Social Security Disability and Asperger's Syndrome: Filing for Benefits
Applicants who meet the listing requirements for autism, but without the requirement of a restricted set of activities and interests, may qualify for disability for Asperger's syndrome.
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Asperger’s syndrome is an autism-spectrum disorder that causes development delays, primarily in the areas of socialization and communication. People with Asperger’s often have difficulty relating to others and have a singularly focused interest in one topic.
Symptoms of Asperger's Syndrome
People with Asperger's syndrome often exhibit the following symptoms:
- monotonous, stiff, and rapid speech
- uncoordinated and clumsy movements
- an inability to perceive, empathize, or be sensitive to other people’s emotions
- difficulty grasping humor
- repetitive behavior
- odd nonverbal communication, such as the avoidance of eye-contact, minimal facial expressions, and unusual posture, and
- an all consuming interest in one or two narrow topics.
Unlike autism, Asperger’s syndrome rarely causes language delays in children. However, conversations with a child with Asperger’s often seem stilted and lack the back and forth engagement of normal interactions. Children with Asperger’s often lag in their physical development as well and may be slow to crawl, walk, catch or rolls balls, or successfully navigate playground equipment.
As a person with Asperger’s grows into adulthood, he or she frequently develops depression and anxiety. Mental illness can be a prohibitive factor in successful employment, and because of the significant impact Asperger’s has on the ability for social navigation, an individual with Asperger’s will likely have difficulty interacting appropriately with co-workers.
People with Asperger’s may also be limited by their need for repetitive behaviors (such as hand twisting or flapping) and restricted interests. These behaviors may prevent a person with Asperger’s from successful employment outside their narrow areas of interest, and may alienate employers and co-workers. This alienation often causes further isolation for the Asperger’s sufferer, and in turn increased depression and anxiety.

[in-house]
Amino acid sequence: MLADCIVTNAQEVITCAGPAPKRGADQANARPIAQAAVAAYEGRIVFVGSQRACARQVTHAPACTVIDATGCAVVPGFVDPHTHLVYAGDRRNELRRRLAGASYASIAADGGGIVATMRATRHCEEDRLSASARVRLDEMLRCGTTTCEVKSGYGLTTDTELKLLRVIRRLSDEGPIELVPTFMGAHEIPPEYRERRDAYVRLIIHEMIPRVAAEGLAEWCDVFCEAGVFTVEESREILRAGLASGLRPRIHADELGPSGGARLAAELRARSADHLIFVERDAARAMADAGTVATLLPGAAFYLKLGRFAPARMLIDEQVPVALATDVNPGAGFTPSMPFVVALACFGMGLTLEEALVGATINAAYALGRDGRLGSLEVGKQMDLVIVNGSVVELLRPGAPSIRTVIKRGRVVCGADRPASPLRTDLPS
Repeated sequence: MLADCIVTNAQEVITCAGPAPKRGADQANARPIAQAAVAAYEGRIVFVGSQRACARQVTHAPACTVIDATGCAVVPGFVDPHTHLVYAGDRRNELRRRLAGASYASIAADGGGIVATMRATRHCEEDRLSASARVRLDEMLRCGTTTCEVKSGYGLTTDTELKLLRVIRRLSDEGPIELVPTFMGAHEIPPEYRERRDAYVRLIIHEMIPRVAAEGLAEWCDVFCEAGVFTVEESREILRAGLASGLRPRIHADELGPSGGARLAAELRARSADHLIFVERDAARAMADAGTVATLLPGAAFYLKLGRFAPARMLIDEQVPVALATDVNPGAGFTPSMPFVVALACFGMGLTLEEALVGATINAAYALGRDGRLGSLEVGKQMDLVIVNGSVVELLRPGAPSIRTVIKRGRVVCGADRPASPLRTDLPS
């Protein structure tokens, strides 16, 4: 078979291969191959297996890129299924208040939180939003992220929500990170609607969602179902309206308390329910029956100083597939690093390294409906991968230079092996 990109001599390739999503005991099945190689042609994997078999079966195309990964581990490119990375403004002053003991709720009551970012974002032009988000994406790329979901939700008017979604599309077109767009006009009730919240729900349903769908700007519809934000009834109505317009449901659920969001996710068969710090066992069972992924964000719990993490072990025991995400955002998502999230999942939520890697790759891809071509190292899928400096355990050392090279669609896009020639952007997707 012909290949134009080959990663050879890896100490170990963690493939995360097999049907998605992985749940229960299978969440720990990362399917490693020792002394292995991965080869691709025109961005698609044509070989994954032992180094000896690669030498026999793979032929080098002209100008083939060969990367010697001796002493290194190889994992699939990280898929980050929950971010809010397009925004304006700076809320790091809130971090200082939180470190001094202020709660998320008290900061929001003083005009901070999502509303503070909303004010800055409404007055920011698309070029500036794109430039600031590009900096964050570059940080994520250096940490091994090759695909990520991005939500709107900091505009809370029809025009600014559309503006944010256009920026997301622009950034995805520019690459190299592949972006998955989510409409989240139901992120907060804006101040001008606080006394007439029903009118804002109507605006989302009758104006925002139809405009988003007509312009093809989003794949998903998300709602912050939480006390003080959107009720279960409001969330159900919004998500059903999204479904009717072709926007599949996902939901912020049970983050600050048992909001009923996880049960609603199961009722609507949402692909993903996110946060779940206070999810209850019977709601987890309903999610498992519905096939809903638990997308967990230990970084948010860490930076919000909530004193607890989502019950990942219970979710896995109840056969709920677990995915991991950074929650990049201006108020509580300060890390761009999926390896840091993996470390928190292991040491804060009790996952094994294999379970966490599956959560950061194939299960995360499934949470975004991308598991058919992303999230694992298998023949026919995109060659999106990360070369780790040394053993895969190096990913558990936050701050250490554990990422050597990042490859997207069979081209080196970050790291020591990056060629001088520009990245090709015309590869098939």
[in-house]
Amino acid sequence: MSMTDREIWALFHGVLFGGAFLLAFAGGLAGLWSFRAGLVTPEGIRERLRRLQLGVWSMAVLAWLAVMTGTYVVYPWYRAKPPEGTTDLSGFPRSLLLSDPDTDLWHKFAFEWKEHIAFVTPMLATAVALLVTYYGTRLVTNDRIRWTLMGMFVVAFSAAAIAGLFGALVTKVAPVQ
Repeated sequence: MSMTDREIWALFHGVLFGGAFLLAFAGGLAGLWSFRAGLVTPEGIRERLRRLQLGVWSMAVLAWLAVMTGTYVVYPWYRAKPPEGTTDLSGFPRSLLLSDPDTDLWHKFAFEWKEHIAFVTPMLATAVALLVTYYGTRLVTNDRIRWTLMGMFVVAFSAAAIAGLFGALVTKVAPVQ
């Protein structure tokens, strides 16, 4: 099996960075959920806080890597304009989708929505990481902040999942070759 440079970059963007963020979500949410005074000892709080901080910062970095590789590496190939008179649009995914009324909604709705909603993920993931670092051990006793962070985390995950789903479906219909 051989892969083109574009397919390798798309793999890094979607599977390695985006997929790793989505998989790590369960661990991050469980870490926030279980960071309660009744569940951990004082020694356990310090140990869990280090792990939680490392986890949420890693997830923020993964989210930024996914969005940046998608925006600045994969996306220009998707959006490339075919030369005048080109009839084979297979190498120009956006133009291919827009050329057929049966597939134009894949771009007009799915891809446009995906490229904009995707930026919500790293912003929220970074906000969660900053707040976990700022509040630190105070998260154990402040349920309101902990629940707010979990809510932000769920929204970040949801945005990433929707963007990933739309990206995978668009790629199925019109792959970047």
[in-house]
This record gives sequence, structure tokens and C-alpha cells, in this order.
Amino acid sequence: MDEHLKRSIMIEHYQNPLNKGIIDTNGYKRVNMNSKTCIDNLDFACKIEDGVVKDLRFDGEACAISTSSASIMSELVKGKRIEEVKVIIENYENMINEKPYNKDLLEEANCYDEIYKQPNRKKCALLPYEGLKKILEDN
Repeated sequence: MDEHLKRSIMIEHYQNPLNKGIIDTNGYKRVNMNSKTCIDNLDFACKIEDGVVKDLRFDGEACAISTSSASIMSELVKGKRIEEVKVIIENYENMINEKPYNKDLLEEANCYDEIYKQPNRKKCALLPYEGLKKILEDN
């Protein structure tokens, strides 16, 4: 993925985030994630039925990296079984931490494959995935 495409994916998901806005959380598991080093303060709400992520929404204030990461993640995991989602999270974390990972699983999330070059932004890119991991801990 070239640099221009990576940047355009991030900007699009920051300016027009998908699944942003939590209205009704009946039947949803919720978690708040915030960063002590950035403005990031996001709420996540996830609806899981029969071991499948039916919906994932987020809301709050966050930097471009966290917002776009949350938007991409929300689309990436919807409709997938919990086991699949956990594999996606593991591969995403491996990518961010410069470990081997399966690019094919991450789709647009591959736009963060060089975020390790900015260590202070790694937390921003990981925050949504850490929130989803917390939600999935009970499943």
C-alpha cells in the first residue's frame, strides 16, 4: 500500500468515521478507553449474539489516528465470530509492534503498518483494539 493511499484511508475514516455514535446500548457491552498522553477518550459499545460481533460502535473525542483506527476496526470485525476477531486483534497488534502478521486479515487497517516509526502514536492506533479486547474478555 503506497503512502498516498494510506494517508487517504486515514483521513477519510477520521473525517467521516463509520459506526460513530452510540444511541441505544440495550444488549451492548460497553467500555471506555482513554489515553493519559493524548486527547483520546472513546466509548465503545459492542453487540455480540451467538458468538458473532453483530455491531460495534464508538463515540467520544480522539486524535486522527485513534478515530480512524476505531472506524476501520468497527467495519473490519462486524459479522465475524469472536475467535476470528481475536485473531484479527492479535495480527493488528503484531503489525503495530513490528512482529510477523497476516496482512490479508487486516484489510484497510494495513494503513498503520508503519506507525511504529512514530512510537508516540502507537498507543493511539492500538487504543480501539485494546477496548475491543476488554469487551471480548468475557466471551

Can I Get Disability for My Asperger’s Syndrome?
If you meet the Social Security Administration’s (SSA) listing requirements for autistic disorders, you may be automatically approved for disability. The one difference is that children with Asperger's syndrome (or other pervasive development disorders) don't need to exhibit "a restricted repertoire of activities and interests." For information on the requirements of the autism listing, see our article on disability for autism.
Basic Disability Requirements
Children with Asperger's syndrome are eligible only for SSI benefits, and there are strict family income and asset limits for the SSI program. For more information, see our section on SSI requirements.
An adult with Asperger’s syndrome can apply for SSI or SSDI. However, SSDI is available only to people who have a significant work history working in jobs that paid Social Security taxes or to those whose parents have enough work credits (in some cirmcumstances -- see our article on SSDI benefits for disabled adult children).
In addition, an adult or teenage disability applicant may not earn more than $1,070 a month from working.